A device that was likely thought to be just science fiction is turning into, well, actual science.
Some 225 hospitals across the country are taking part in a large-scale trial of absorbable stents designed for heart surgery that will begin to dissolve into the body six months after an angioplasty.
Experts say the stent, made of poly¬lactic acid, has made large strides in recent years and is gaining momentum in other countries.
“A lot of companies are doing it because it really holds a lot of promise,” said Len Czuba, of Czuba Enterprises Inc., a Chicago-based product design and development firm that specializes in plastics engineering for medical devices.
The stents are designed to remain in place for six months and then begin to be absorbed into the body's normal metabolic systems. In three years, the stent will be completely gone.
Czuba said the stents don't have to be made for just heart conditions, but work for any long-term implants that were once made out of metals, ceramics or durable plastics. The device will simply go away and the patient no longer has to worry about a foreign object being in their body, which could be rejected, cause infection or more clots.
Abbott Vascular is currently conducting a trial of its Absorb bioresorbable vascular scaffold with approximately 2,250 patients across the country, and some internationally.
“We obviously see tremendous upside to a device that leaves the body and doesn't leave anything permanently in the artery,” said Steve Kelly, public affairs director for Abbott Vascular, a division of Abbott Laboratories.
Kelly said preliminary results of the trial are encouraging.
“We're looking at it for other parts of the body,” he said about the absorbable material. “Obviously, the coronary application is what we're focused on right now, and we definitely are looking at using it in other applications.”
While accepted and used in Europe, the Middle East and parts of Asia, it is not yet approved for use in the United States, and Kelly said the company plans to submit it for approval from the Food and Drug Administration in 2015.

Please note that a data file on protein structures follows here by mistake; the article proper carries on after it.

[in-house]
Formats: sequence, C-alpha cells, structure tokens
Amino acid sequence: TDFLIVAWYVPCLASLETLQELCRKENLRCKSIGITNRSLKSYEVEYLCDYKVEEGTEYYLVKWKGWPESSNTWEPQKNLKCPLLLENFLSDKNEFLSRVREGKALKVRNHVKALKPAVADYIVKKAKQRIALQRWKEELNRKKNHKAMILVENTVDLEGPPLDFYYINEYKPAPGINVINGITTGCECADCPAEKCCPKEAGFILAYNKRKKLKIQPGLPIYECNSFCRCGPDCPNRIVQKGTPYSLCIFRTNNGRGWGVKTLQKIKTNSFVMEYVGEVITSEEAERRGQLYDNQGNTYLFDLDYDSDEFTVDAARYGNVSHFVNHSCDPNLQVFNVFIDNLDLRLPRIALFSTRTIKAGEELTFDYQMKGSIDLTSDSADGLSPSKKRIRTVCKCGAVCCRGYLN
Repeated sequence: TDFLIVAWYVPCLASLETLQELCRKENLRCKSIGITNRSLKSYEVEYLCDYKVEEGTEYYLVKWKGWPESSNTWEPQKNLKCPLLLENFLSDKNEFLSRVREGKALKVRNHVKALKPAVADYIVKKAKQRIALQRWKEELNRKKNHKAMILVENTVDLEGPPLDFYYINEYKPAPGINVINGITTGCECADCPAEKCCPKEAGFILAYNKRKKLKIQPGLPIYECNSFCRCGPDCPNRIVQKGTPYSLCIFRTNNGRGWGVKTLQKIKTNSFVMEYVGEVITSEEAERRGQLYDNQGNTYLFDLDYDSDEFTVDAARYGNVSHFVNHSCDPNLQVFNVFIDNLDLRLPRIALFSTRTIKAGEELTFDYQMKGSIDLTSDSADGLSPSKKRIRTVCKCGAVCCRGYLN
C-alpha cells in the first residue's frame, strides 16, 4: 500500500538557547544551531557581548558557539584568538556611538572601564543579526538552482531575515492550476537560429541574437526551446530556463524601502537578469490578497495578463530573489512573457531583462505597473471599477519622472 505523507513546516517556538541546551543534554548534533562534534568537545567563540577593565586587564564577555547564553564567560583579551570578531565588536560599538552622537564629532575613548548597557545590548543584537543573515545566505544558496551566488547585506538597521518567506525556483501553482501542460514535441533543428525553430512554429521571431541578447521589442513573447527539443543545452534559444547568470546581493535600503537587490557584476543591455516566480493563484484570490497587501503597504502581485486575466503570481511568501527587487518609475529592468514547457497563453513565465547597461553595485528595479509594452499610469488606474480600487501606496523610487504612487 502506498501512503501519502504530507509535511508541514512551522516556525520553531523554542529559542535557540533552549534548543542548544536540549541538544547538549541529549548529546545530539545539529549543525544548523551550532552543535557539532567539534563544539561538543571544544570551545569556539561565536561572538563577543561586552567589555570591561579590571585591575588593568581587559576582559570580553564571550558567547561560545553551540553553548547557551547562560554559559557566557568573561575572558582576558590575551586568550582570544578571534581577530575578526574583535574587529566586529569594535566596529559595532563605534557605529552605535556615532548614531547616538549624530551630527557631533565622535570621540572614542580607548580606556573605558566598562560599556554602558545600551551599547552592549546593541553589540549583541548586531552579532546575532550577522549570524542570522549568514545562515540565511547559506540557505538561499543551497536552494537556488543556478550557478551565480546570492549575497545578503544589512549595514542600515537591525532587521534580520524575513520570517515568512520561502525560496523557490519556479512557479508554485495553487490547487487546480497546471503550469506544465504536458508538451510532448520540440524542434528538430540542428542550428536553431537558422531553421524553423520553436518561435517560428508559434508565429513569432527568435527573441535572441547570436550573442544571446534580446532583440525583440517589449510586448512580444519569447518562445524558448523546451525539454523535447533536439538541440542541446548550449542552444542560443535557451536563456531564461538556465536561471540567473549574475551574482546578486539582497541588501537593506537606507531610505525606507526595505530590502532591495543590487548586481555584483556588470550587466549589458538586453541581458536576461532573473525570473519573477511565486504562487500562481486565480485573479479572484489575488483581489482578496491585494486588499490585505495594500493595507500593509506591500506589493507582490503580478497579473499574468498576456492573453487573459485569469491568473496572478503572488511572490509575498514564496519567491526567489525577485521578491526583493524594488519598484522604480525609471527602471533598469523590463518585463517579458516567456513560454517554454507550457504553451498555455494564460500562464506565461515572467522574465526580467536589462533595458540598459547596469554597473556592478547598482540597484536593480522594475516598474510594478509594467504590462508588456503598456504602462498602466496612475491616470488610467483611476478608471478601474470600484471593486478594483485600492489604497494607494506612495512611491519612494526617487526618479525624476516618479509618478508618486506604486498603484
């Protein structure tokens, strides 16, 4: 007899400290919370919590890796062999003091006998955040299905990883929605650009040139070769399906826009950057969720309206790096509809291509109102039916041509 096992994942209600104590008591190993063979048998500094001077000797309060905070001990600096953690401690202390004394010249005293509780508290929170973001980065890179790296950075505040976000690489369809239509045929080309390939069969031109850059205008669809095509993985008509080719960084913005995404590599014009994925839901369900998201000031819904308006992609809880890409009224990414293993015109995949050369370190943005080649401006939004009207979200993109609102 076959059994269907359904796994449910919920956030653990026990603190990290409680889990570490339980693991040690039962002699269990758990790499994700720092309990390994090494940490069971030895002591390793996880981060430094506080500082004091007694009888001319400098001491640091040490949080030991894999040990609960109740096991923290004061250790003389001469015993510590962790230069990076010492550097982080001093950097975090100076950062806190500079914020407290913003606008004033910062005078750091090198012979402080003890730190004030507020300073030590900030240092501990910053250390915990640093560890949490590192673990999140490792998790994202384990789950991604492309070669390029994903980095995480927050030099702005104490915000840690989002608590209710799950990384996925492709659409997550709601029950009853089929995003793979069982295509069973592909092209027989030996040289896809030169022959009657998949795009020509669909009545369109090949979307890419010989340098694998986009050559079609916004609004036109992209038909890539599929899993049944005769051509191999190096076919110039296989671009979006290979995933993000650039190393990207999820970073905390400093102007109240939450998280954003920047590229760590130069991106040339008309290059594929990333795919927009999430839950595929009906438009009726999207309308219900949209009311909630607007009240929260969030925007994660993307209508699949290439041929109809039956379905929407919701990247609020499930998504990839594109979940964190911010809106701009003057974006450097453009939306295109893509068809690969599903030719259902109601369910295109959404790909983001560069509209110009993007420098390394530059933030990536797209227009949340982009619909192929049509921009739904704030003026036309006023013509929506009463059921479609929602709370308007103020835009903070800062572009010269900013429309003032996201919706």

Dr. Amr Abbas, medical director of interventional cardiology research for Royal Oak, Mich.-based Beaumont Health System, said the polylactide material will simply end up becoming water and carbon dioxide in the patient's body. He said the advancement is likely to become the fourth evolution in interventional cardiology.
“Sometimes [traditional] stents can block up and we have to put in other stents, and those block up,” Abbas said. “The possibility of putting in a stent, and then having to put in another stent as if you are doing it for the first time is really remarkable.”
It's still early, and it's difficult to determine how big the market could ultimately be, Abbas said, but the market likely won't be limited to angioplasty.
“The potential to extend this to other areas of the body is also there, which is also very exciting,” he said.
Czuba said he believes the process could have far-reaching implications, possibly far beyond the borders of the U.S. “As companies make this product more routinely available and doctors around the world see how it's useful, we'll be able to treat people in other parts of the world that don't have the sophisticated, trained cardiovascular surgeons that we have here,” Czuba said.
Parts of the world where stenting is rare can become more commonplace, he said. “It's going to have a huge, huge impact.”